Alongside Bnei Menashe: A personal journey
A special people have entered my life and my heart. In November I was honored to visit the Bnei Menashe in northeast India, the place they have called home for the better part of the last three millennia. But it is for Israel that they long.
Israel: the place that has always been central to their dreams. A place that no one in their recorded history had even seen, and yet it remained dear to their hearts and souls. And it was to Israel that 250 of them, men, women and children; from the smallest babies to the elderly, traveled with a minimum of belongings to start their new lives just a few months ago. I had the privilege of being with them on the journey they’d waited their whole life for; and to start my own.
Thus my deep feelings for a most humble people were firmly established. Having begun working for Shavei Israel in September, I found myself among the Bnei Menashe often. But the trip to Manipur, India made me fall in love with them. I wrote and wrote. I took thousands(!) of photos. I wanted to share their story with the world. For some reason the last people I thought to share with, the Bnei Menashe themselves, were the ones who loved it most of all.
I recently took a trip to the Galil (Galilee) in the north to photograph some of the people in existing Bnei Menashe communities in Israel. Touring the towns I was thrilled to see members of the Bnei Menashe at various stages of their absorption to life in Israel: living, finding their way and so happy. I saw kids of all ages in Israeli schools. I saw children in Hebrew enrichment programs. I saw adults in job training courses. I saw the most beautiful wedding, where Orthodox Jewish-Israeli customs were beautifully blended with Bnei Menashe traditions. And I met many, many people.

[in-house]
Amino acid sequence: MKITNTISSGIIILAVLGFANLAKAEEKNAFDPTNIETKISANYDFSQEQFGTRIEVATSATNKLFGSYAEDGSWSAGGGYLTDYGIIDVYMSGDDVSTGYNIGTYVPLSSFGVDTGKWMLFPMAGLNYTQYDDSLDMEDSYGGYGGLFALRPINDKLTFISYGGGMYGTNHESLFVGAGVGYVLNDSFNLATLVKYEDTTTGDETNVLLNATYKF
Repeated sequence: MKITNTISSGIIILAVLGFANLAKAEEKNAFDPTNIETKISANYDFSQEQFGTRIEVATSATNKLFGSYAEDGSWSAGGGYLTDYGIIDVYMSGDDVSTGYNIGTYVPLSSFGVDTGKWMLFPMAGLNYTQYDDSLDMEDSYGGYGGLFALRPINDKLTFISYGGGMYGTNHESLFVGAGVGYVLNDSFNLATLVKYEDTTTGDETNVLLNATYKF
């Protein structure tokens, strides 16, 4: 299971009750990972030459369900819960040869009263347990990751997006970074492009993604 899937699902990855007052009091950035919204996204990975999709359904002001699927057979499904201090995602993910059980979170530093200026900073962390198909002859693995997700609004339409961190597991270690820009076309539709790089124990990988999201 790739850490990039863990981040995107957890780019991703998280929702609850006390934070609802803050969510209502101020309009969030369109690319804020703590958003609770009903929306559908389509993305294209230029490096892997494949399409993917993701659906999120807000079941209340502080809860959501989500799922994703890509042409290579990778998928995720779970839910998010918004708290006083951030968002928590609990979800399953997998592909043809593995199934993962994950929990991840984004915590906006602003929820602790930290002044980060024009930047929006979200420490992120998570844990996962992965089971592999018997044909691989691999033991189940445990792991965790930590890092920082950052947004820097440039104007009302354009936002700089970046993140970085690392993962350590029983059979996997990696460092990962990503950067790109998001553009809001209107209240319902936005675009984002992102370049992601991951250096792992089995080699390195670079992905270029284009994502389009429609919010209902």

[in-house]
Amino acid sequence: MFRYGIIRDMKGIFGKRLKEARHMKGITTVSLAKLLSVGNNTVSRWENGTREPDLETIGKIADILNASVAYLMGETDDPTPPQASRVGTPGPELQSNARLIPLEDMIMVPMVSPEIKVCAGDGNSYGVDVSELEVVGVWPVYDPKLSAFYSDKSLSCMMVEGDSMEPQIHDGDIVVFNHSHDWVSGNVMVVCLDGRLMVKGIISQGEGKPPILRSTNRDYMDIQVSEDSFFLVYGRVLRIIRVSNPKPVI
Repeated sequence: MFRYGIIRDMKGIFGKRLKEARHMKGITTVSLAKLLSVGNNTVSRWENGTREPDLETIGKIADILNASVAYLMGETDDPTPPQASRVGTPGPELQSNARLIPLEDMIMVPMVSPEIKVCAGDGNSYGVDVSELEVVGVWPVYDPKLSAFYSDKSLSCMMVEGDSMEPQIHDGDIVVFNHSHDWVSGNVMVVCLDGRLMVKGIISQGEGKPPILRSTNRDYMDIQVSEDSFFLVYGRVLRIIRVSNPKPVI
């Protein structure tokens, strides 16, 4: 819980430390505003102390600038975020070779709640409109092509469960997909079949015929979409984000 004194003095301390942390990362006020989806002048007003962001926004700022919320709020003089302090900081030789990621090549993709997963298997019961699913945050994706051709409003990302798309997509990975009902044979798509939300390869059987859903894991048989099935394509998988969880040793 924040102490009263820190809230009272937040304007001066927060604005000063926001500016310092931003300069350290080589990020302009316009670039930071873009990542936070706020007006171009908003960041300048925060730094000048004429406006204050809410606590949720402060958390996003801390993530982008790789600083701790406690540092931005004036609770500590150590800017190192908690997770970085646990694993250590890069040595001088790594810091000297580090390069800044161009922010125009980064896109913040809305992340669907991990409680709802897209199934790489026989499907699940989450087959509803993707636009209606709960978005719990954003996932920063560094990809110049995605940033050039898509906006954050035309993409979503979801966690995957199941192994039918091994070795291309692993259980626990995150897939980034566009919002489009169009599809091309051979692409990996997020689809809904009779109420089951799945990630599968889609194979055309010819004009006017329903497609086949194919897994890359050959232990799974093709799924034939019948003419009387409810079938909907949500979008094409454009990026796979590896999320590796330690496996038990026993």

The first person I met with, Yonatan, is a newly married young man in Migdal HaEmek. He publishes a monthly, full-color glossy magazine in Kuki (a language spoken in Manipur) for the Bnei Menashe here in Israel. (I know – I was surprised as you are.) He had translated all four of my articles and made a feature article out of them including all of the photos.
I was both pleased and touched. However I was stunned as I went from town to town, meeting with both recent arrivals from India and those who’ve been here for years, and over and over people recognized me and thanked me for what I wrote. (They seemed very amused by my shower story…) In fact it seems that just as many of them had read the articles in English right here on Times of Israel as had read it in their native language in the magazine.
The following week, I joined all 250 of the newest arrivals on their emotional first trip to Jerusalem and to the Kotel (Western Wall). As I accompanied them and photographed the next leg of their journey I found them turning the camera on me – literally. Here I was with these people who have entered my life and my heart; how gratifying it is to know that I have entered theirs as well. For it is nothing less than my own personal journey to see a world I was born into and grew up in as it slowly unfolds for those who appreciate it more than I ever can and absorbs those who will never take it for granted.